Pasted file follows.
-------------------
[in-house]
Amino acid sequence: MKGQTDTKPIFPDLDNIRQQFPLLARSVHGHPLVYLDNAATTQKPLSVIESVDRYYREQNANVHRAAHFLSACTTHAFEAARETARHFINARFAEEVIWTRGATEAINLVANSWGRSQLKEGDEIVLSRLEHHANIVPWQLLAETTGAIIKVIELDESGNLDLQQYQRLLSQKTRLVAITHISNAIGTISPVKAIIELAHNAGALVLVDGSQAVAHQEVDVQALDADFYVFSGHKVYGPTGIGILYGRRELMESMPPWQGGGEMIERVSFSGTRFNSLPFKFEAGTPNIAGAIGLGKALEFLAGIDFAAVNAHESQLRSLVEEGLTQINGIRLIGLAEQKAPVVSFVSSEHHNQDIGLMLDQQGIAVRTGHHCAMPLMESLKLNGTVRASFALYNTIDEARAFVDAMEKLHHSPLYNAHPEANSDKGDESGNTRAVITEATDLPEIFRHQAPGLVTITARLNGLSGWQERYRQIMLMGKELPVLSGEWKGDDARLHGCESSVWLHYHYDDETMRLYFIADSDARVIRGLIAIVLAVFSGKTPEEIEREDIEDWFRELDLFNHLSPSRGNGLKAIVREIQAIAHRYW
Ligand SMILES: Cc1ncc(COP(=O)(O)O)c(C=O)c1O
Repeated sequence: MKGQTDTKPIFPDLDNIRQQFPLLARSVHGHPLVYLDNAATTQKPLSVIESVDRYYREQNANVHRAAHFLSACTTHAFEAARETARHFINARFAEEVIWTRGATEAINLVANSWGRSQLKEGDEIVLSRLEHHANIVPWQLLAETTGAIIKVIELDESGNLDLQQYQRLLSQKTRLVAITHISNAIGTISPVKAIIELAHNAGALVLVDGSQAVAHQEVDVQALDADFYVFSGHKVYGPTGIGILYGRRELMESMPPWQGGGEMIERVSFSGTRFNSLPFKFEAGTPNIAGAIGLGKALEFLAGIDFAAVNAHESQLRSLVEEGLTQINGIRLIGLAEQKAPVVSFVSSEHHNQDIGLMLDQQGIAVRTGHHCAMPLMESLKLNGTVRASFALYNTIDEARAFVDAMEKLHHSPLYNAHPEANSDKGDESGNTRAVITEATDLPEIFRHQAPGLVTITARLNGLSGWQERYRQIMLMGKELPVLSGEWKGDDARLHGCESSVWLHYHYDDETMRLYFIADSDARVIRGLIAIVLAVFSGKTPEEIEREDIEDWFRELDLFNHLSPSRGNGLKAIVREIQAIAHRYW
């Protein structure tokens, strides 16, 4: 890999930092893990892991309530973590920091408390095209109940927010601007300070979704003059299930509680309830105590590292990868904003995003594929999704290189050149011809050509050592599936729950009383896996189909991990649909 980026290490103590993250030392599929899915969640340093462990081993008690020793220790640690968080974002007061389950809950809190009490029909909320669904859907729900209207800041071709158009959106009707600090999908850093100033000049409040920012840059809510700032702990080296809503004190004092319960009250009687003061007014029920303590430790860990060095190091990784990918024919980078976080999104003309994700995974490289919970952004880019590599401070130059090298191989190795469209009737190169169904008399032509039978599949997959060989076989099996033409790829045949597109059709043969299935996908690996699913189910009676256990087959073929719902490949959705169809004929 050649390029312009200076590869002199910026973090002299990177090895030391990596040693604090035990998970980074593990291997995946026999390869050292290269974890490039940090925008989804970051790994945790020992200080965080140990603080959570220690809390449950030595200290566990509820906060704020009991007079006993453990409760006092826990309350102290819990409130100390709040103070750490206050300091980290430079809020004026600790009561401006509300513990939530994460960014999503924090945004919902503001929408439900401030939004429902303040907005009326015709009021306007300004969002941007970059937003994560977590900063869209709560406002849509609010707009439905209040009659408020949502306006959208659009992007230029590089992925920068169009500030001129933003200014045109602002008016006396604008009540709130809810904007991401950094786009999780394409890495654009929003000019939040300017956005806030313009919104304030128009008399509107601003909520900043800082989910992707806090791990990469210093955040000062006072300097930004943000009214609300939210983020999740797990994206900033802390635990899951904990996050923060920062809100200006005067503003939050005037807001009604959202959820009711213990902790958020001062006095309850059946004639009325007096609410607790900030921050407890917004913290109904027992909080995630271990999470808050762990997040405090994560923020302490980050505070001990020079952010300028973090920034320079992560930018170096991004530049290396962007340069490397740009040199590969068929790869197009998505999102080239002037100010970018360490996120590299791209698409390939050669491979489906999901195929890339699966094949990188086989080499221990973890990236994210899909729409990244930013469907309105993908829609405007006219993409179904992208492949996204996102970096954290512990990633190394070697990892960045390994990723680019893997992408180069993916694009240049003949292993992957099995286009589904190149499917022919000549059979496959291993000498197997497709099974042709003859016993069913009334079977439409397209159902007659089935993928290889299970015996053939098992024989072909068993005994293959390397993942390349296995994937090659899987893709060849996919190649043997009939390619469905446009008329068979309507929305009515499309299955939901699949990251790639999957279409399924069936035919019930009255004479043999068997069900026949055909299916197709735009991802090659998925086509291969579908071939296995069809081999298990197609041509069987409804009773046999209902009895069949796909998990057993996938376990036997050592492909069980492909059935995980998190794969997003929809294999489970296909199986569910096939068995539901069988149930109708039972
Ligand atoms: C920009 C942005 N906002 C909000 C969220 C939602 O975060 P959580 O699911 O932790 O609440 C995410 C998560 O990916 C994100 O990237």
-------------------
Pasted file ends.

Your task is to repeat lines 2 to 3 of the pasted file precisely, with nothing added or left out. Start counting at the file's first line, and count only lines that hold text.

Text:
Amino acid sequence: MKGQTDTKPIFPDLDNIRQQFPLLARSVHGHPLVYLDNAATTQKPLSVIESVDRYYREQNANVHRAAHFLSACTTHAFEAARETARHFINARFAEEVIWTRGATEAINLVANSWGRSQLKEGDEIVLSRLEHHANIVPWQLLAETTGAIIKVIELDESGNLDLQQYQRLLSQKTRLVAITHISNAIGTISPVKAIIELAHNAGALVLVDGSQAVAHQEVDVQALDADFYVFSGHKVYGPTGIGILYGRRELMESMPPWQGGGEMIERVSFSGTRFNSLPFKFEAGTPNIAGAIGLGKALEFLAGIDFAAVNAHESQLRSLVEEGLTQINGIRLIGLAEQKAPVVSFVSSEHHNQDIGLMLDQQGIAVRTGHHCAMPLMESLKLNGTVRASFALYNTIDEARAFVDAMEKLHHSPLYNAHPEANSDKGDESGNTRAVITEATDLPEIFRHQAPGLVTITARLNGLSGWQERYRQIMLMGKELPVLSGEWKGDDARLHGCESSVWLHYHYDDETMRLYFIADSDARVIRGLIAIVLAVFSGKTPEEIEREDIEDWFRELDLFNHLSPSRGNGLKAIVREIQAIAHRYW
Ligand SMILES: Cc1ncc(COP(=O)(O)O)c(C=O)c1O